Wednesday, May 28, 2014

New ceramics mural depicts principles of art and design

Four of 13 panels of the new ceramics mural
depict light, texture, line and space.
All good art embodies at least one, though you may not recognize it right away.

The principles and elements of design are taught in all art classes and are the focus of a new mural installed at the Chandler-Gilbert Community College’s (CGCC) Pecos Campus in April.

Created by ceramics lab technician Sam Hodges through a grant funded by the Maricopa Center for Learning and Instruction, the 13 panels of the mural represent the six principles (balance, proportion, repetition, rhythm, emphasis and variety) and seven elements  of design (space, form, time, color, light, texture and line). Each panel measures 2 feet by 4 feet, and provide a practical demonstration of how the elements and principles are utilized in art.

The mural was installed on the north exterior wall of the ceramics studio facing the Environmental Technology Center, a location chosen by the artist.  “It was important to place the mural in a location that was easily accessible by art students, so they could be used as a reference or to open a dialogue,” said Hodges.

Hodges started as an art student at Mesa Community College (MCC) and was chosen along with two other students by her instructor Linda Speranza to do an 38' x 17' mural for that college. The project opened a doorway to a career in public art.  She also began working at CGCC.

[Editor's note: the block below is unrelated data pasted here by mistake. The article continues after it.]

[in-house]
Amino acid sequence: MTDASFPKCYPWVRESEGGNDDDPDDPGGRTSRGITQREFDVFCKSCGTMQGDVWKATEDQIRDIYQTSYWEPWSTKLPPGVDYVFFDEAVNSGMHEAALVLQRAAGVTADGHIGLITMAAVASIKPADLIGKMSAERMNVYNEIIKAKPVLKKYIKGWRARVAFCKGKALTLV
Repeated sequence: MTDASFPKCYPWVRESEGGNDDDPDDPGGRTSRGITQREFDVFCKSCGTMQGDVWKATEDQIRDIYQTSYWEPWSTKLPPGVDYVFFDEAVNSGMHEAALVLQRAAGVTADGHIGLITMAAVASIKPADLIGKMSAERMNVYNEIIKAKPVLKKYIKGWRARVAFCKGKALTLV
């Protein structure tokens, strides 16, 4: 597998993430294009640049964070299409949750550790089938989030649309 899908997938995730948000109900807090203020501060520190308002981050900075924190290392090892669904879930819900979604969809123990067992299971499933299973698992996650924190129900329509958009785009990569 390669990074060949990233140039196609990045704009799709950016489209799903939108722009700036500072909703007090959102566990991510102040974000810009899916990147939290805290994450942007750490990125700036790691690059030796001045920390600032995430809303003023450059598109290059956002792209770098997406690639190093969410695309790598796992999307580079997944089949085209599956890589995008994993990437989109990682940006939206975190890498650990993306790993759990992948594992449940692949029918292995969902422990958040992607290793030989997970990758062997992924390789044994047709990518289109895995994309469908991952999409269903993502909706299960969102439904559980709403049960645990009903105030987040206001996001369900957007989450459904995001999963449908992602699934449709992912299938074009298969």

In 2010, Hodges conceived and proposed the creation of a mural demonstrating the principles of design for MCC, which was approved and installed on the art building. As staff at CGCC, she saw a need to have a similar mural at the Pecos Campus and widened the scope to include the elements of design as well.

Though the grant, which included the addition of the elements of design being added to the original six principles at the MCC campus, was approved, the funding was less than requested. The donation of all of the glazes by Amaco as well as the donation of all the clay saved approximately $3,500. David Andersen also charged a much lower fee to install the murals.

“The murals are representative of a circle of support for public art,” said Hodges. “I was given the opportunity as a student to become a public artist, which led me to propose and create art that is funded by the public and supported with corporate donations and allows me to engage other students in the production of public art.  It’s very rewarding.”

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